The MMA has formed government in the Frontier following the last elections, which is the most sensitive Province to the happenings in Afghanistan—the first US anti-terrorist campaign ground since the Black Tuesday. The people and sitting government of the Province never hesitate in demonstrating its serious reservations about any adverse government policies. The military must have envisioned the MMA’s election victory in the said Province, but they did not made any effort to thwart it rather they concentrated on ‘balancing’ political parties in other Provinces; thereby giving an opportunity to the religious to forge their heads and pose ‘visibly dangerous but factually easy-handling situation’ for the regime. Again it shows the military’s confidence in their boys, who can be tamed and let-loose at will, but the political individuals are hard to deal with for the Army.
The MMA is good at throwing up embroidered slogans—like that of Parliament’s supremacy, keeping the Constitution intact, independence of government and judiciary—to thwart the criticism of their adversaries.
On the other hand, the Alliance is enjoying power-sharing in Balochistan with the same government to whom they are opposing at the Centre. What sort of this attitude by those, who are for ethical politics? The MMA cannot take on any government, which is enjoying the blessings of the military, and its track-record stands witness to this as the clerics bore the maximum benefits in all the military regimes. The Jamali government was also immune to such a possibility and that is why it had not felt the heat from the religious quarters. This was due to the reason that Pervez Musharraf was acting as a cushion to the Jamali government, and most of the present leadership could not dare to face him, especially the MMA. The latter is on the weakest wicket considering the fact that they cannot take the risk of eroding their political edge over others by opening fronts with the military. That is why their deadlines for the ‘Uniformed President’ keep on changing. As far as the onslaught by the MMA on the Jamali government is concerned, that is in the offing, but when the military wants it and not interested to take the blame of removing a ‘constitutional government’.
Despite the so many odds set against the military-supported government in Islamabad, the trump card—Madrassah Degrees—lies with the former and they will not hesitate to use it whenever it becomes imminent. This move will not only cause the MMA its NWFP government rather two-thirds of its MPs will pack for their homes. The Centre government recently demonstrated this ability and it has no reservations to raising the issue again. It is hoped that the religious alliance do understand the precarious situation as their Madrassah Degrees is virtually is a hanging sword. Nothing is left to imagination why the military regime is sleeping over the degree issue for the time being!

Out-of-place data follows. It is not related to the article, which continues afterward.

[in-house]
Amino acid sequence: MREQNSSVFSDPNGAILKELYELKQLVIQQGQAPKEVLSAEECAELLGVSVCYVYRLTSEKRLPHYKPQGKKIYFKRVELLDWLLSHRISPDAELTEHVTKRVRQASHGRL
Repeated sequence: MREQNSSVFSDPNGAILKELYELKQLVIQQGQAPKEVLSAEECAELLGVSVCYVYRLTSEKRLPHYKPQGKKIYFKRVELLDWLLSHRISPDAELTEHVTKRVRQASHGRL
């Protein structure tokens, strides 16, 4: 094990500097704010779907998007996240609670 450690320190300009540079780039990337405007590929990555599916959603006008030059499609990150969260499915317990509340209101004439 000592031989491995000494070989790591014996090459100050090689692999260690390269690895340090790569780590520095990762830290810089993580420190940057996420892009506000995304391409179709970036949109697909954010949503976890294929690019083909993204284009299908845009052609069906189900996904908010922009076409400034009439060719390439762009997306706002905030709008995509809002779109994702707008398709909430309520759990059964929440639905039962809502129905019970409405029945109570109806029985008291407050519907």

On the other hand, dissensions about the Legal Framework Order (LFO) was also good for the Junta and the MMA simultaneously considering the former could manipulate or twist the arm of the Jamali for being unable to evolve a consensus and making a mockery of the Parliament. On the other hand, the MMA was consolidating its position. It is the MMA, which is showing its stiff-on-ordered attitude and making life difficult for the politicians, who might be willing to evolve a viable consensus about the contentious constitutional quandary prior to the time when the military’s stick wagging make them non-entities. If one goes by the previous record of the establishment, this tenuous religious alliance (MMA) could have been shattered easily, but with obvious support and supervision of the alliance’s working by the premier agency plus the clergy’s thought of ‘Life in unity and death in dismemberment’ has kept them sticking to each other. Despite some reported schisms in the Alliance, they have been kept together to pose a threat to any political alliance of the two out-siders, and deliberately let the Jamali government hanging precariously through flimsy majority. The ‘Friendly’ visit to India by Maulana Fazl-ur-Rehman—though perceived by a few as an invitation by the Jamiat-ulema-e-Hind—made a huge success. The Maulana’s flamboyant statements about the LoC and Kashmir almost helped the government’s cause though it did not sat well with his MMA buddies. But they were not allowed to make an issue of it and it was hushed soon. Whatsoever is the case, the love-hate relationship between the military and the MMA will continue to remain the same despite the fact that they are strange bedfellows in a tumultuous democratic period. They cannot trust each other like real allies as they have an idea about each other’s tissue paper philosophy. The MMA, especially after the Taliban’s downfall and the military’s support to the US, and then the clergy’s lese` majesty attitude towards political friends, the military will remain suspicious of them. Hence, the military’s ‘institutionalised’ weak democracy, and unnaturally and forcibly grouped religio-political groups are making a good combination for the Junta to survive for a longer duration.